Figure 3: Financial Conditions Are Tightening
Source: Federal Reserve Bank of Chicago, as of March 31, 2023
Note: The National Financial Conditions Index (NFCI) is calculated weekly based on more than 100 quantitative indicators related to conditions in money markets, public debt and equity markets, the banking system, and non-banking financial firms. See the endnotes for a discussion of the subindices.6
Additionally, the risk to small, regional banks may intensify, as individuals and companies wary about the health of smaller banks may continue to seek out larger institutions that are considered safer. Regional U.S. banks are major providers of capital to small businesses and real estate developers, so weakness at regional banks may meaningfully weigh on economic activity, even if it doesn’t threaten the health of the global financial system.
To further complicate the situation, the U.S. economy already appears to be weakening, albeit from a fairly robust level. The Atlanta Fed’s GDPNow tracker, which incorporates data from the U.S. Census Bureau, the U.S. Bureau of Economic Analysis, and the Institute for Supply Management, is currently anticipating growth of 2.5% in the first quarter, which is in line with the fourth quarter results but below the 3.2% recorded in 3Q2022.7 We’ve also recently seen a series of disappointing economic data reports, including the following:
Private payrolls increased by only 145,000 in March, compared to 261,000 in February.8
Jobless claims figures have topped 200,000 for ten consecutive weeks.9
The number of job openings in February fell below 10 million for the first time in almost two years.10
The ISM Services Purchasing Managers’ Index fell to 51.2 in March from 55.1 in the prior month, partly because of a decline in new orders.11
In Performing Credit Quarterly 4Q2022: Bad News Bulls, we noted that investors appeared to believe that when it came to the economy, bad news was good news because weak economic data made it more likely that the Fed would soon end its interest-rate-hiking cycle. The panic surrounding the SVB collapse appears to have shaken this belief and made investors recalibrate their macroeconomic expectations.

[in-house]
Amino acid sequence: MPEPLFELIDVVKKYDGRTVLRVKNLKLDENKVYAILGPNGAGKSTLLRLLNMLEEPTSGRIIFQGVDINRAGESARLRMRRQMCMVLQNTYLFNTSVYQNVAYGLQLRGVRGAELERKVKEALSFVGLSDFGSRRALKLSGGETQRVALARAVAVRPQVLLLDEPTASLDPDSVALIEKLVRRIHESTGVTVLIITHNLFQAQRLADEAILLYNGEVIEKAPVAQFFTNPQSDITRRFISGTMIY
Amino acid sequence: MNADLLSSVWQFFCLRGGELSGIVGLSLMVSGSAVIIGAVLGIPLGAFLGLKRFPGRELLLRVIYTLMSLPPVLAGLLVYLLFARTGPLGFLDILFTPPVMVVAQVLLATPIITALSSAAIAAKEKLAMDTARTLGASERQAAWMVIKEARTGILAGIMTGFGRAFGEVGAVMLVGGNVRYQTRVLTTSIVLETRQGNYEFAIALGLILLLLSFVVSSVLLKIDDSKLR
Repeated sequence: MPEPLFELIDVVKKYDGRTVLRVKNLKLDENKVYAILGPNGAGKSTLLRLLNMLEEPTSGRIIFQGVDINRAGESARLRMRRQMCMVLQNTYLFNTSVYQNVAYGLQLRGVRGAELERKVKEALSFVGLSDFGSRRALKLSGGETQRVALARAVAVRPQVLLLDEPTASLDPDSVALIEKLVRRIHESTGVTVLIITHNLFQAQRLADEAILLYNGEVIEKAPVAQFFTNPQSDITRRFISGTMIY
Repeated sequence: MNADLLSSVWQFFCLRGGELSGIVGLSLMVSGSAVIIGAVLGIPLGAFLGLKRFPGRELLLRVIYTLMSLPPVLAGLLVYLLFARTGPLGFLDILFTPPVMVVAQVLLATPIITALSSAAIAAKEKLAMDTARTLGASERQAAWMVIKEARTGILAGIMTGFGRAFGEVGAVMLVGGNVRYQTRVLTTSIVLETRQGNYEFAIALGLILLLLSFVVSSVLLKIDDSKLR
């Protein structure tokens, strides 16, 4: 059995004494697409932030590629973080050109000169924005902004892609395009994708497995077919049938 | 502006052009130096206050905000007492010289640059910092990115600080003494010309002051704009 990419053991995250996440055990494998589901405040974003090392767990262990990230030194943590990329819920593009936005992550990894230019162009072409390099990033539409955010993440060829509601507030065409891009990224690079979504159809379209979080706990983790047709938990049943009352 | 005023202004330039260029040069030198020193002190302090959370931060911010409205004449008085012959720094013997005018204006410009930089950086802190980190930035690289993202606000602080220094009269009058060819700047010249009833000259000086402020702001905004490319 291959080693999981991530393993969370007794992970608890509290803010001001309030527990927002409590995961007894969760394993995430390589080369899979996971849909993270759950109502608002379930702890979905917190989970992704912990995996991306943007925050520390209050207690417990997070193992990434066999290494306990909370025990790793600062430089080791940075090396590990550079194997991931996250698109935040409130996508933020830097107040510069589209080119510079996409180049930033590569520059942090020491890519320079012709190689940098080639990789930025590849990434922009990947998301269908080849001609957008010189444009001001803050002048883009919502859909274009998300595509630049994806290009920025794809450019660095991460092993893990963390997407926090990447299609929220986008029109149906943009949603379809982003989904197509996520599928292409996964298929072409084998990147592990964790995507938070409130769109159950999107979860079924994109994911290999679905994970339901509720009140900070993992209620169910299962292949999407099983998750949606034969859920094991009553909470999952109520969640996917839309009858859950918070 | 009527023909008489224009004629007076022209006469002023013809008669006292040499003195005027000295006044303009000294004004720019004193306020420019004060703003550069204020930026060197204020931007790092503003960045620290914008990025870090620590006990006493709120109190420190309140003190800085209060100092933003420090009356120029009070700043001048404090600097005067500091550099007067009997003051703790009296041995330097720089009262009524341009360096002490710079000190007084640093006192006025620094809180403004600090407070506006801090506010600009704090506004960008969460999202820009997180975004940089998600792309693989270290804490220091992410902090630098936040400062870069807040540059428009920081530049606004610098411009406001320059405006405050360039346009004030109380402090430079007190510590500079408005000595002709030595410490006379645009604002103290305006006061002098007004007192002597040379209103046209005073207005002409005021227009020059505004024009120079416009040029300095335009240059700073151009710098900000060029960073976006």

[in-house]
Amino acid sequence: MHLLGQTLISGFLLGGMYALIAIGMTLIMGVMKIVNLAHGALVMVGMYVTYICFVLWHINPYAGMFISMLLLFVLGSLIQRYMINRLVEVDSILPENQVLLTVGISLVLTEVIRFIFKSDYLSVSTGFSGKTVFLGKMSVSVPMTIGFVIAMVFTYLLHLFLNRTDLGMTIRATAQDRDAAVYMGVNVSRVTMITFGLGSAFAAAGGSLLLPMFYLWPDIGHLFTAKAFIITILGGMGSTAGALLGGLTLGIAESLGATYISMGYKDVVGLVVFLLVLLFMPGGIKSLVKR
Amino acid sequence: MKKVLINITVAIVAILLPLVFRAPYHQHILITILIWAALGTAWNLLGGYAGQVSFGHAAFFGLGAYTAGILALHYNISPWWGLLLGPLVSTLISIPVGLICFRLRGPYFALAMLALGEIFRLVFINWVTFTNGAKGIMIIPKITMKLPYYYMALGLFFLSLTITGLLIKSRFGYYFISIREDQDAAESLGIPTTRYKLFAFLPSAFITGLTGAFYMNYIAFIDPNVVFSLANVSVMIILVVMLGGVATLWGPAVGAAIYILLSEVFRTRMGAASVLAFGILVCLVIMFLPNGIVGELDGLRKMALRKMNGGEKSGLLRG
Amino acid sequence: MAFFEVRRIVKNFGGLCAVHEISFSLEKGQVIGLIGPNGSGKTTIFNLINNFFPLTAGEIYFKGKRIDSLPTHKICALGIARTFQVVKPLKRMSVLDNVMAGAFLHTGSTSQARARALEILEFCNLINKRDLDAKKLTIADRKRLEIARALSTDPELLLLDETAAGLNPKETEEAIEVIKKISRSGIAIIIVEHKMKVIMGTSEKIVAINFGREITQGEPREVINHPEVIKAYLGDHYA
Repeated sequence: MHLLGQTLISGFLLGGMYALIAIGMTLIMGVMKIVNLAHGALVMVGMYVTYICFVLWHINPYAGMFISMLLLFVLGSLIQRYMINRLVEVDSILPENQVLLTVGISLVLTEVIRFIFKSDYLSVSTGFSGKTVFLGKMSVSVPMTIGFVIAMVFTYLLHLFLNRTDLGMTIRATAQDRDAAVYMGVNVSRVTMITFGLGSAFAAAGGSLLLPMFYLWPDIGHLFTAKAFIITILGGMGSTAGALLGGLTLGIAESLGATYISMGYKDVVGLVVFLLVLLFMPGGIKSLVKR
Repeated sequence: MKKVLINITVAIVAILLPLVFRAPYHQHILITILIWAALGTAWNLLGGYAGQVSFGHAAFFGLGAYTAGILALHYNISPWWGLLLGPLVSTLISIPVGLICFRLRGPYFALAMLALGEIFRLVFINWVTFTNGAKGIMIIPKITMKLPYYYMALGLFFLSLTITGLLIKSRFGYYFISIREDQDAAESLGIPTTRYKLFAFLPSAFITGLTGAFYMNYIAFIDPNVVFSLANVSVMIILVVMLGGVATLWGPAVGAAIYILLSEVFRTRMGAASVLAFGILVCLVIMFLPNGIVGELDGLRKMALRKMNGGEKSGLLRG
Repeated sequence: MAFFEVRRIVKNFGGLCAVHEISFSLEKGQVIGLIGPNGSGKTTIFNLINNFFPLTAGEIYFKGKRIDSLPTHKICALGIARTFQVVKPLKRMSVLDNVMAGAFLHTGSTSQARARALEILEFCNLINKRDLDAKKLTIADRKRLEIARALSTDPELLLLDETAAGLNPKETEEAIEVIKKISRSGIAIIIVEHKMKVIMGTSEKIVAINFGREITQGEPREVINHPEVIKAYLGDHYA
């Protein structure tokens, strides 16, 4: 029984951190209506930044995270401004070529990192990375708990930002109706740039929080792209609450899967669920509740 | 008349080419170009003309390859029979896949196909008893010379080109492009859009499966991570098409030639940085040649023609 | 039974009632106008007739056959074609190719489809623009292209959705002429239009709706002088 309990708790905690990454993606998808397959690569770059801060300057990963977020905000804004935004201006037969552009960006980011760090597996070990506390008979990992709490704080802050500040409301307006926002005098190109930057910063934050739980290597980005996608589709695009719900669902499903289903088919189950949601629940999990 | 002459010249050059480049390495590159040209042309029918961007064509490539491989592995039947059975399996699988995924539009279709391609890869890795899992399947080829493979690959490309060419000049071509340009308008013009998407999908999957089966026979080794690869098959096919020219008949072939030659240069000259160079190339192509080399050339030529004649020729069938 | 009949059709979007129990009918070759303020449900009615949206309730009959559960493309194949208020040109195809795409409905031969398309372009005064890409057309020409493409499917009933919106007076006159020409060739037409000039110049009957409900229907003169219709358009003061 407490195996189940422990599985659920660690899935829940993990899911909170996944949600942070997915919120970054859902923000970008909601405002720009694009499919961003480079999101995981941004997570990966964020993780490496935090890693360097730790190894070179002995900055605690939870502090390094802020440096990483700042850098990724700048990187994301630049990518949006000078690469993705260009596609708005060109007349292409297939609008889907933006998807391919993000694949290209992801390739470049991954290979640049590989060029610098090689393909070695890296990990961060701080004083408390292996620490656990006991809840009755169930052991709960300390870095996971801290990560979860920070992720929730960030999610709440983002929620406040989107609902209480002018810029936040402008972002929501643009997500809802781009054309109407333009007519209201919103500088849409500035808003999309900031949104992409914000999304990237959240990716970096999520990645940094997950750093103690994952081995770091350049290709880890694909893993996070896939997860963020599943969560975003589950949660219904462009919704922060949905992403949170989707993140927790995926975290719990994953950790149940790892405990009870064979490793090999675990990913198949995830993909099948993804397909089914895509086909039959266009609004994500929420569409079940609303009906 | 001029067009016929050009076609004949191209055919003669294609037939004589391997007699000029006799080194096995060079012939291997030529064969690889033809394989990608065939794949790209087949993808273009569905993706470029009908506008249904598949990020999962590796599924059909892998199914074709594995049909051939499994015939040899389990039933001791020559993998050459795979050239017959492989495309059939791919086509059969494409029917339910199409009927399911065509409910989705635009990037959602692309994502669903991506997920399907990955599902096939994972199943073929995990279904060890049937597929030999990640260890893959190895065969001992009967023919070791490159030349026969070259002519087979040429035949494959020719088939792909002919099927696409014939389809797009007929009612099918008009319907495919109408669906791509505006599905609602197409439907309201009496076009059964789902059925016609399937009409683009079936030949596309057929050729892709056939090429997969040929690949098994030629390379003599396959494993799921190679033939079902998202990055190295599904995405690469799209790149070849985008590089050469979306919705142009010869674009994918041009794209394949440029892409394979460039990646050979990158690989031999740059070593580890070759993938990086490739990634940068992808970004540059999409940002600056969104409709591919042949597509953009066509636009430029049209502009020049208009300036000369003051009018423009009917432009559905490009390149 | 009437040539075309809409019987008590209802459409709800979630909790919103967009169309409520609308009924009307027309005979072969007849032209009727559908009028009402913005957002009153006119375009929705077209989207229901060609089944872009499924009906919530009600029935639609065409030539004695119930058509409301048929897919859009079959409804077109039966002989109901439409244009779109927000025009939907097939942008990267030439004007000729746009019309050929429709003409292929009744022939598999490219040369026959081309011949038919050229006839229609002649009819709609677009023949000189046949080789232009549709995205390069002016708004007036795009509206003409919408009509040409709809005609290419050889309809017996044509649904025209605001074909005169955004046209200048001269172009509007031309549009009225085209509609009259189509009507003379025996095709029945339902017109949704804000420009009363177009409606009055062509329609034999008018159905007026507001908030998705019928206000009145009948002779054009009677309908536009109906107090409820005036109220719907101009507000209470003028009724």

While we aren’t predicting that a severe recession or another banking failure are imminent, we think the events of the past quarter have made it highly likely that market volatility will continue and thus that prudent credit investors with available capital will be well positioned. As our co-chairman Howard Marks noted in his most recent memo:
When investors think things are flawless, optimism rides high and good buys can be hard to find. But when psychology swings in the direction of hopelessness, it becomes reasonable to believe that bargain hunters and providers of capital will be holding the better cards and will have opportunities for better returns. We consider the meltdown of SVB an early step in that direction.
Credit Markets: Key Insights for 2Q2023
Where are Oaktree experts finding potential risks, opportunities, and relative value today? Below are key insights that we believe investors should keep in mind when navigating today’s markets.
(1) The crisis of confidence in the banking system may expand opportunities in private credit
Banks curtailed their lending significantly in 2022 and are likely to continue doing so following the collapse of SVB, as they await potential regulatory changes and scrutinize their own vulnerabilities, including those related to depreciating commercial real estate portfolios. As we noted in a recent op-ed, we believe private credit funds may have significant – and potentially long-lasting – opportunities to fill the resulting funding gaps, especially those related to large-scale leveraged buyouts.